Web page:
<img height="1" width="1" style="display:none" src="https://www.facebook.com/tr?id=209258409501153&amp;ev=PageView&amp;noscript=1">

Texas Off-Grid House Requires no Air Conditioning

Photography by Jud Haggard Photography

It’s not the usual request you’d get from a home buyer: “Design me a building that doesn’t use the grid for power, water, or wastewater handling.” But that’s just what Teresa Fransik of Sierra was tasked with when she agreed to work with a couple who didn’t want to see an electric pole for as far as the eye could see.Among-the-trees“We were fortunate with this job because we had some incredible homeowners that drove the process,” Fransik claims right off the bat. It’s clear she thinks the four years of planning on this house played an enormous role in her being able to provide the no-grid product requested.

Next, it was the location. “It is a perfectly sited passive solar designed home,” Fransik explains. “It’s the home’s placement on the earth and the piece of property it is on, and the trees surrounding it that makes it work.” They opted to put the XX PV on the carport to preserve the trees shading the house.

South Face

The 2,046-square-foot home has 12” ICF walls for mass. “And we included a rock wall in the southern part of the house,” adds Fresnik. “That wall is one feature that keeps the home acclimating perfectly. We calculated to the degree the solar angle and louvers on the windows are placed so not a sliver of sunlight through the windows in the summer but in the winter it beams through, hits the rock wall, and warms the house.”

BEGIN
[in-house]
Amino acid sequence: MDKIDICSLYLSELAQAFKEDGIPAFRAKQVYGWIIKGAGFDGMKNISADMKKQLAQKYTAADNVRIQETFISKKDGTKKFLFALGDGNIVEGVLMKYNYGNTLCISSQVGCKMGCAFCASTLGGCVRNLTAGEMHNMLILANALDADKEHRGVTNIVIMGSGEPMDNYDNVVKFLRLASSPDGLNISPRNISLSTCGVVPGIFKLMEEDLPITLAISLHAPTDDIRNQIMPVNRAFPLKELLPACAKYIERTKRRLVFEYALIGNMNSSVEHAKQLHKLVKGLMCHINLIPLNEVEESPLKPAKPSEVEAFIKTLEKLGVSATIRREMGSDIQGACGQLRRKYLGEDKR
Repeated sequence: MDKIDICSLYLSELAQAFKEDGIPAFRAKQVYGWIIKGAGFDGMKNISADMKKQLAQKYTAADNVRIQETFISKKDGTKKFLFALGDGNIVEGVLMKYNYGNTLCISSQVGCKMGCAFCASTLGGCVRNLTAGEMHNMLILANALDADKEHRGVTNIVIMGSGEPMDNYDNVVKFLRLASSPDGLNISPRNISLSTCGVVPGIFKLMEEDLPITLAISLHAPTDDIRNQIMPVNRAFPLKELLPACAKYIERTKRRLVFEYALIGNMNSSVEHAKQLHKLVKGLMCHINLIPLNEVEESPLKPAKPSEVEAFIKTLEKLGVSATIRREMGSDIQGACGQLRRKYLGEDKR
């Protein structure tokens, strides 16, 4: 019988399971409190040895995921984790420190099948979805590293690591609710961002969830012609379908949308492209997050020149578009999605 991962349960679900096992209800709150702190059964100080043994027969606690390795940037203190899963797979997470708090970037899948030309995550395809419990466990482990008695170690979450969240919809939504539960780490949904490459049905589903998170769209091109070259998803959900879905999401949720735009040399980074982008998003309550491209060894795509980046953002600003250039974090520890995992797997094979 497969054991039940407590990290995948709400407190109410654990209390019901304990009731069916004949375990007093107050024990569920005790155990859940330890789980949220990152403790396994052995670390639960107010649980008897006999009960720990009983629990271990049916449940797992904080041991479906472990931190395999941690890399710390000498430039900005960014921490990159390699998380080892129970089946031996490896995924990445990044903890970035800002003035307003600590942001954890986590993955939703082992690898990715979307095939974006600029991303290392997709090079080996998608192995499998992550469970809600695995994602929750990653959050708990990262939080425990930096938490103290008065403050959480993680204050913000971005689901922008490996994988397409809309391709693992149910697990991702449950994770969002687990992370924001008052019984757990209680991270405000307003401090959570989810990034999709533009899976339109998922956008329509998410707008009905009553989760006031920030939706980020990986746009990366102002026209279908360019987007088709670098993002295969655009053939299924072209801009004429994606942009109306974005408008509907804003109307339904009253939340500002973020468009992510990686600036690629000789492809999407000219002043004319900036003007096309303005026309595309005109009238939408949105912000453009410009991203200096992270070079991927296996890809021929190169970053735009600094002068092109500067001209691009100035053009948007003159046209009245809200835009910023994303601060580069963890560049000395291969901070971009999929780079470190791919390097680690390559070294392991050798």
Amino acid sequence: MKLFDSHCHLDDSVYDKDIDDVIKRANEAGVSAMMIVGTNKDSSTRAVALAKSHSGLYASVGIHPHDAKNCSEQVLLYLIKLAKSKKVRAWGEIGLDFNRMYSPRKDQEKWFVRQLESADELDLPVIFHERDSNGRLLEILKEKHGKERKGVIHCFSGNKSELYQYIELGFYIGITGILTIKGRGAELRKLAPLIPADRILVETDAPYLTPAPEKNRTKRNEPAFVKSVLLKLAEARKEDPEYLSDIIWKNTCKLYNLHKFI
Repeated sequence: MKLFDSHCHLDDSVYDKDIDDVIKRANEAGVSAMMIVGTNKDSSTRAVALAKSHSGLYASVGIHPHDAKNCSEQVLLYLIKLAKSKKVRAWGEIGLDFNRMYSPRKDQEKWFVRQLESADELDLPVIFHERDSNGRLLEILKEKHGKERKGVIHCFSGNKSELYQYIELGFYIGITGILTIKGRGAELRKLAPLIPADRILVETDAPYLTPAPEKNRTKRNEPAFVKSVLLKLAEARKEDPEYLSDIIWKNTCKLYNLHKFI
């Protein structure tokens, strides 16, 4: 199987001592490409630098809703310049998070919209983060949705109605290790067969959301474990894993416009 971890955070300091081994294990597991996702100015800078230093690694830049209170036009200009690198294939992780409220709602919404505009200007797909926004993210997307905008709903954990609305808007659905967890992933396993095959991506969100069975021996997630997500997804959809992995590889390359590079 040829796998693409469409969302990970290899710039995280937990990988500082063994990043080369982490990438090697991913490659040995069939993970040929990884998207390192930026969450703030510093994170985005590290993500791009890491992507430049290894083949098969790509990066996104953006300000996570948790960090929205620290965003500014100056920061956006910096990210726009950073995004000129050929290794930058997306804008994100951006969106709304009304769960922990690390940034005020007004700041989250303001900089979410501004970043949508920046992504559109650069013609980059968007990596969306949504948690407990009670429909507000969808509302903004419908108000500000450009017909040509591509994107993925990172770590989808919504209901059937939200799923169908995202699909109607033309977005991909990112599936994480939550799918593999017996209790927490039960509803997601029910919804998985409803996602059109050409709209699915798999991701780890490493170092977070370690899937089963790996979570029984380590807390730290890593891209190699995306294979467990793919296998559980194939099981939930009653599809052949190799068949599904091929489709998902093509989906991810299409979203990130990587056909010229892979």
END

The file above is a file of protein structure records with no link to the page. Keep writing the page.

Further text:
During one of the hottest summers on Texas’ records (20 days of above 100 F temperatures) the house never rose above 82 F. The home does not have air-conditioning. Fresnik does not think this would have been possible without the concrete walls and floor. In addition, the owners are dedicated to opening and shutting windows and hallways as it makes sense to vent the hot air at different times throughout the day.

Because the house runs on a limited 3kW PV system, the couple is strict about what electronics they will have in their home. They chose the lowest amp TV and shop for electronics that use the smallest amount of energy.

To handle wastewater, the home employs a rainwater catchment plumbed to a graywater tank and composting toilets. Fresnik says the toilets work well (but were not cheap at $1,700 a piece) and do require some maintenance. To future-proof the house for new owners, she included a drain under the slab. “If someone wants to ‘flush’ one day, they can take the toilet off, break the concrete, and add a toilet.”

Rainwater Collection Tank

Another area where they saved precious energy is the kitchen. They don’t have any electrical cooking. Instead, they installed a cookstove. “It’s quite amazing,” Fresnik says of the contemporary-styled unit called The Diva by Hearthstone. “You use three or four small sticks of wood in the fireplace and you can cook up breakfast. And it doesn’t heat the house at all.” The home also boasts an outdoor kitchen and shower for use when the weather dictates.

Fresnik clearly loves this project, even as she admits, it’s not necessarily what many people who ask for a green house are looking for, especially those willing to pay for $288 a square foot custom home. “This home functions perfectly for the owners. People think of off-grid homes and picture cabins and caves, but this is a luxurious home and functions withouth electric, water, and sewer, and functions perfectly for the two of them.”